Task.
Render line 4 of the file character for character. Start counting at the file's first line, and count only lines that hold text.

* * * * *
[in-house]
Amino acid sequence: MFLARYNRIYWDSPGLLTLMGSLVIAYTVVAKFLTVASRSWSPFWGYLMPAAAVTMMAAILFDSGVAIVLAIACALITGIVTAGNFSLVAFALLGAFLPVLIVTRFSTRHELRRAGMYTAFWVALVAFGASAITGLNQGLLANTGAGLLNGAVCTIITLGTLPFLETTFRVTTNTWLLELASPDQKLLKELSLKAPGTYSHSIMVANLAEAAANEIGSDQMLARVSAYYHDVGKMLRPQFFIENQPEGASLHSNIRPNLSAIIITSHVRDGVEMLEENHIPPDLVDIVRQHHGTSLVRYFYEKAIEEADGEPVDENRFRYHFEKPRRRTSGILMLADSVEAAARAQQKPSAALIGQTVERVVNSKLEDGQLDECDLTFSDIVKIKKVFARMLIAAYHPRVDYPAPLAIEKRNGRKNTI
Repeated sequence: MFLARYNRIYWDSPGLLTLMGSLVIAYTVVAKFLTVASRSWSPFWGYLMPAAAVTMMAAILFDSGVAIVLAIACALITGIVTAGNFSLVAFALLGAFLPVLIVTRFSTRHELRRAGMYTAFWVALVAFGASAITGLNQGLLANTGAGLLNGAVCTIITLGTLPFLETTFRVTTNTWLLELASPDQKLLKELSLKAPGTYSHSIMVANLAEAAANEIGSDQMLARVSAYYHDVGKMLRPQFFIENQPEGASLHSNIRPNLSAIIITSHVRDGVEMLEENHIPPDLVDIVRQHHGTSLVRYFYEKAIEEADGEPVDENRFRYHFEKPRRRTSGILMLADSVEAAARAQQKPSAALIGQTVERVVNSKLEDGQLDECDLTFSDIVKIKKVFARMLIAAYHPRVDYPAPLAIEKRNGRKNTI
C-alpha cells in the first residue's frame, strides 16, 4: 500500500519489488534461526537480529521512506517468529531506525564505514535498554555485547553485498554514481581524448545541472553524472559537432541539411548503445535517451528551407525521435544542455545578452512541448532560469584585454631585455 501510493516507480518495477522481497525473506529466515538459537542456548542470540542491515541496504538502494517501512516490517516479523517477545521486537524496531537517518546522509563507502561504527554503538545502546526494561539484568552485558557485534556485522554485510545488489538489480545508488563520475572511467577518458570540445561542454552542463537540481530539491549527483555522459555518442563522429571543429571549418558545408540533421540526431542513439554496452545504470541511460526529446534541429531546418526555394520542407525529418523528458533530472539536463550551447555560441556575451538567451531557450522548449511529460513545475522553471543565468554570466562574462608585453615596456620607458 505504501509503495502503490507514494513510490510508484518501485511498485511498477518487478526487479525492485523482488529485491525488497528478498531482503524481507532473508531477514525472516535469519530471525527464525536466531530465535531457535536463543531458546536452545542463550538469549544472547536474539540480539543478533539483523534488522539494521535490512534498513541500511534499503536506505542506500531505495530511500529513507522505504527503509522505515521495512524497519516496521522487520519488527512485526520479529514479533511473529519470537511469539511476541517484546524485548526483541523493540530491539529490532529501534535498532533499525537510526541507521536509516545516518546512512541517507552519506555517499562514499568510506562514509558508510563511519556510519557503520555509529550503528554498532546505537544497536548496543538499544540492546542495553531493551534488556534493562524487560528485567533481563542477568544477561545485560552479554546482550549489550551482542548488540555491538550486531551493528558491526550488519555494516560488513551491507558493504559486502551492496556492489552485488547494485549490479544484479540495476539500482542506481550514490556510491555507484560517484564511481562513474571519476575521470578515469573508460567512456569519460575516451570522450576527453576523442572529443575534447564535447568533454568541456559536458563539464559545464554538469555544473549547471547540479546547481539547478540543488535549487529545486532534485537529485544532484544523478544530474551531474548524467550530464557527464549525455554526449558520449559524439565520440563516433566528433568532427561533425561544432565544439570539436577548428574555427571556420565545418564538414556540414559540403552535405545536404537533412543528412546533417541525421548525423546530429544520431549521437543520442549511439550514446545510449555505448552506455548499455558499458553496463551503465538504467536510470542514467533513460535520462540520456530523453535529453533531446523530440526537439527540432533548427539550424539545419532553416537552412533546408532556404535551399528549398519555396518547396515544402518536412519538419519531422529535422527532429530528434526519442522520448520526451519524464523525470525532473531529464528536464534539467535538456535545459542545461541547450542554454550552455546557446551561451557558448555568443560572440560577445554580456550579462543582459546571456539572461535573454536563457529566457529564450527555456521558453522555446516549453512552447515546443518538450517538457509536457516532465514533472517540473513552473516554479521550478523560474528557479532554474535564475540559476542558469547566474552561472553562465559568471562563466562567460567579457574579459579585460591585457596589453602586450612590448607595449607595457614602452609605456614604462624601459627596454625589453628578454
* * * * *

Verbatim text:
C-alpha cells in the first residue's frame, strides 16, 4: 500500500519489488534461526537480529521512506517468529531506525564505514535498554555485547553485498554514481581524448545541472553524472559537432541539411548503445535517451528551407525521435544542455545578452512541448532560469584585454631585455 501510493516507480518495477522481497525473506529466515538459537542456548542470540542491515541496504538502494517501512516490517516479523517477545521486537524496531537517518546522509563507502561504527554503538545502546526494561539484568552485558557485534556485522554485510545488489538489480545508488563520475572511467577518458570540445561542454552542463537540481530539491549527483555522459555518442563522429571543429571549418558545408540533421540526431542513439554496452545504470541511460526529446534541429531546418526555394520542407525529418523528458533530472539536463550551447555560441556575451538567451531557450522548449511529460513545475522553471543565468554570466562574462608585453615596456620607458 505504501509503495502503490507514494513510490510508484518501485511498485511498477518487478526487479525492485523482488529485491525488497528478498531482503524481507532473508531477514525472516535469519530471525527464525536466531530465535531457535536463543531458546536452545542463550538469549544472547536474539540480539543478533539483523534488522539494521535490512534498513541500511534499503536506505542506500531505495530511500529513507522505504527503509522505515521495512524497519516496521522487520519488527512485526520479529514479533511473529519470537511469539511476541517484546524485548526483541523493540530491539529490532529501534535498532533499525537510526541507521536509516545516518546512512541517507552519506555517499562514499568510506562514509558508510563511519556510519557503520555509529550503528554498532546505537544497536548496543538499544540492546542495553531493551534488556534493562524487560528485567533481563542477568544477561545485560552479554546482550549489550551482542548488540555491538550486531551493528558491526550488519555494516560488513551491507558493504559486502551492496556492489552485488547494485549490479544484479540495476539500482542506481550514490556510491555507484560517484564511481562513474571519476575521470578515469573508460567512456569519460575516451570522450576527453576523442572529443575534447564535447568533454568541456559536458563539464559545464554538469555544473549547471547540479546547481539547478540543488535549487529545486532534485537529485544532484544523478544530474551531474548524467550530464557527464549525455554526449558520449559524439565520440563516433566528433568532427561533425561544432565544439570539436577548428574555427571556420565545418564538414556540414559540403552535405545536404537533412543528412546533417541525421548525423546530429544520431549521437543520442549511439550514446545510449555505448552506455548499455558499458553496463551503465538504467536510470542514467533513460535520462540520456530523453535529453533531446523530440526537439527540432533548427539550424539545419532553416537552412533546408532556404535551399528549398519555396518547396515544402518536412519538419519531422529535422527532429530528434526519442522520448520526451519524464523525470525532473531529464528536464534539467535538456535545459542545461541547450542554454550552455546557446551561451557558448555568443560572440560577445554580456550579462543582459546571456539572461535573454536563457529566457529564450527555456521558453522555446516549453512552447515546443518538450517538457509536457516532465514533472517540473513552473516554479521550478523560474528557479532554474535564475540559476542558469547566474552561472553562465559568471562563466562567460567579457574579459579585460591585457596589453602586450612590448607595449607595457614602452609605456614604462624601459627596454625589453628578454